Town of Elizabeth trustee ousted in special recall election aimed at combating rapid growth


Editor’s Note: ‘Our Colorado’ helps us all navigate the challenges related to growth while celebrating life in the state we love. To comment on this or other 360 stories, email us at . See more ‘Our Colorado’ stories here.

ELIZABETH, Colo. – A recall election held Tuesday in the Town of Elizabeth ended with the ousting of one town trustee, according to unofficial results.

Residents voted to recall town trustee Rachel White and keep June Jurczewsk. If the unofficial results stand, Jason Weiss will replace White as a trustee. White and Jurczewsk failed to properly file a protest statement, which landed them in the recall election.

A group known as We Are Not Parker gathered enough signatures to launch the recall election, which aimed to overhaul the mayor and all six trustees, but five of the seven trustees submitted protest statements which were found to be sufficient, which ultimately helped them avoid a recall.

The organization We Are Not Parker pointed to rapid growth in their rural town, water concerns, and a lack of transparency for the recall election.

Linda Secrist helped gather signatures for the special election. She said she fears her home town of 20 years was beginning to look a lot like Parker.

“It was uncontrolled growth, we wanted something that was more a little bit controlled, and we wanted to keep the rural feel of Elizabeth,” Secrist said.

White, who has served her community for ten years, told Denver7 the commercial and residential growth happening right now was slated for 15-20 years ago and part of the “original comprehensive plan.”

White admitted the plan has morphed over the years, but added that the committee consulted experts in the process.

“It is the process of really analyzing everything and making the best decision for people and the town for generations to come,” White said.

She also said there is a lot of misinformation about what’s going on in Elizabeth. White pointed to water concerns specifically and said the current water infrastructure is built for growth.

City Mayor Megan Vasquez released the following statement:

“The board and I recognize that growth is inevitable, and currently, we are experiencing some growing pains. Our goal as elected officials is to properly plan and have a vision in the event that growth proceeds based on the state demographers’ projections. We recognize the impact that growth will have on Elizabeth; however, we also realize the positive significance it will have for our citizens, who are diverse in age. Growth will allow for continued financial viability within our police department, fire department, public works, and emergency services at both town and county level. We will also be able to provide services and activities to our seniors and younger generations. Each land-use issue and ordinance brought before either the Planning Commission or Board of trustees was properly noticed per Colorado State Statutes and the Town of Elizabeth ordinances for public notice requirements.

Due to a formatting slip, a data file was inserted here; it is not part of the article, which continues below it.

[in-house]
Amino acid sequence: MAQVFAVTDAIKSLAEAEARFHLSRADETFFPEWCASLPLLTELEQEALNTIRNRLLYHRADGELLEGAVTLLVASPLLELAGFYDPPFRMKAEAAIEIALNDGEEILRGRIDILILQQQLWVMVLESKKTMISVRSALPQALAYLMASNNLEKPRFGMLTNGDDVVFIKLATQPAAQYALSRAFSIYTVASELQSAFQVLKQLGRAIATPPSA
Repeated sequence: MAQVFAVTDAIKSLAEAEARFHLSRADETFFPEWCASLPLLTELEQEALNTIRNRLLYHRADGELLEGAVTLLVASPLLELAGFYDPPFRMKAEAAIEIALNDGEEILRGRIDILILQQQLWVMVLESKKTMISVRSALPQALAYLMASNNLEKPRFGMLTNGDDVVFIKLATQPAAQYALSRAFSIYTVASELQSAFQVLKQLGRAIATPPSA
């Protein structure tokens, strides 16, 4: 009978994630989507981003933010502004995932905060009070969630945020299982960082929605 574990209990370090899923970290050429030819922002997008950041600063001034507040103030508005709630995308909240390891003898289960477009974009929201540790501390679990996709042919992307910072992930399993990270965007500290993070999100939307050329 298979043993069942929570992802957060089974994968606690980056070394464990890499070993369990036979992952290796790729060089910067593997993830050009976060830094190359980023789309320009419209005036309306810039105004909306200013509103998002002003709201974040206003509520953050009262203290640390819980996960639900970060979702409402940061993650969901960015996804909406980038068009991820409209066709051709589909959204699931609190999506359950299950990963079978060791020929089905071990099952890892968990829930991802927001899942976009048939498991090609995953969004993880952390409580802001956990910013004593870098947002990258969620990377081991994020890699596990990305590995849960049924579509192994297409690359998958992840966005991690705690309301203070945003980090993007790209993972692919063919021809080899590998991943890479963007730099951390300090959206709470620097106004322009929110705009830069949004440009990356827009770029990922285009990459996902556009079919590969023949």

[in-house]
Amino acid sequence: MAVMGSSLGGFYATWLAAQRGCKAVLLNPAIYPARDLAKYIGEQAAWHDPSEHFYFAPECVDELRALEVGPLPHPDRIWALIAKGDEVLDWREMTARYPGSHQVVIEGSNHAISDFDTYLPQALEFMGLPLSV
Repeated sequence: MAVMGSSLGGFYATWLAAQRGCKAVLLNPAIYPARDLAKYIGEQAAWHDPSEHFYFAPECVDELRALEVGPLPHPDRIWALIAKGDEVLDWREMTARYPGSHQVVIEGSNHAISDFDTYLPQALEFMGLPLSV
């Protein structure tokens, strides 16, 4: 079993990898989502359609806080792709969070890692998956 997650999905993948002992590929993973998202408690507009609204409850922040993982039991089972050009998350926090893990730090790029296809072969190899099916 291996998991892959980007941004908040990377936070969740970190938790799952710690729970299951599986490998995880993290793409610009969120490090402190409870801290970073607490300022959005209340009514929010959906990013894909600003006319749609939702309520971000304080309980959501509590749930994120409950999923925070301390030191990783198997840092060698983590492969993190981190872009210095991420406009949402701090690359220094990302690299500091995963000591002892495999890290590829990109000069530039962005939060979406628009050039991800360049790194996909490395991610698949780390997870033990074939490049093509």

“Much of the growth that is occurring today was passed over ten years ago, and we are just now seeing the infrastructure in place.

“The Elizabeth Comprehensive Plan meetings and surveys had been publicized in the local paper, posted on the Town’s website and Facebook page, along with being promoted at community events during the year. This plan was an update to the then-current 2008 plan. The town and board have been extremely proactive and have taken every avenue on being transparent and finding new ways to reach our citizens, to gain further knowledge, on their wants and needs. We encourage all citizens and non-citizens to join us on the second and fourth Tuesday of every month for our board meetings.”

A second election will be held in April for the mayor and all six town trustee positions.